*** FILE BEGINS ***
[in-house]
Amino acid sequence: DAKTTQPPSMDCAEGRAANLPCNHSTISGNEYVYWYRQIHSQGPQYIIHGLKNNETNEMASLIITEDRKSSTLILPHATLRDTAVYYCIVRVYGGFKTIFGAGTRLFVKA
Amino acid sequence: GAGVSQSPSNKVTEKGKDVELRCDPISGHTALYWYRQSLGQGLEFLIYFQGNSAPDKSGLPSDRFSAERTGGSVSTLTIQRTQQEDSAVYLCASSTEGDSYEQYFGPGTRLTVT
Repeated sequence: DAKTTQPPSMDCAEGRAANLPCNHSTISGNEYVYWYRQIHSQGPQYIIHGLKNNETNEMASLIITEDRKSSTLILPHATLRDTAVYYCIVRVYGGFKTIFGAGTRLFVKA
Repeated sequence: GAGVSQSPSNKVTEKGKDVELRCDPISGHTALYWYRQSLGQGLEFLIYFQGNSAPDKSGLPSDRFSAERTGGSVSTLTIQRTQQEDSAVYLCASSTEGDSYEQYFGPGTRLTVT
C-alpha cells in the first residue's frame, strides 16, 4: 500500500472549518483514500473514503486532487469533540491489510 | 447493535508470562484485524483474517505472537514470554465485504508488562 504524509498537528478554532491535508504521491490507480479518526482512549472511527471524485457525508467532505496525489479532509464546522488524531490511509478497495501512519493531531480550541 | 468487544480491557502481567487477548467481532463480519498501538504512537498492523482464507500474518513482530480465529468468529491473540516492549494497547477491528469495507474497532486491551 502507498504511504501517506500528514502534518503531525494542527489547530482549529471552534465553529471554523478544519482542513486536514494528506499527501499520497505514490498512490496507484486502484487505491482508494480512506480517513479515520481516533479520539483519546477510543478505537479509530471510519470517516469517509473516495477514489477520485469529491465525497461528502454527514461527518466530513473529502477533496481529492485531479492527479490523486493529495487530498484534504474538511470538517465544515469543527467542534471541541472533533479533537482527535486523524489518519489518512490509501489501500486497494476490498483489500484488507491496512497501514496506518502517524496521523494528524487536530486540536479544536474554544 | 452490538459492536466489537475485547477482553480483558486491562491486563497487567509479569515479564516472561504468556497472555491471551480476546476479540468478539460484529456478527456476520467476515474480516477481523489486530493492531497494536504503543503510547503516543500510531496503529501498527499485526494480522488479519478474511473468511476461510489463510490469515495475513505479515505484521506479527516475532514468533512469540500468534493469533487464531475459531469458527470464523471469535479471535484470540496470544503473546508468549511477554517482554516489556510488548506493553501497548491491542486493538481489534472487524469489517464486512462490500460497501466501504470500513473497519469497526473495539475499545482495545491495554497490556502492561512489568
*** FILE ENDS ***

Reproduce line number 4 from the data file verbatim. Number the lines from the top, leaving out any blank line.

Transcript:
Repeated sequence: DAKTTQPPSMDCAEGRAANLPCNHSTISGNEYVYWYRQIHSQGPQYIIHGLKNNETNEMASLIITEDRKSSTLILPHATLRDTAVYYCIVRVYGGFKTIFGAGTRLFVKA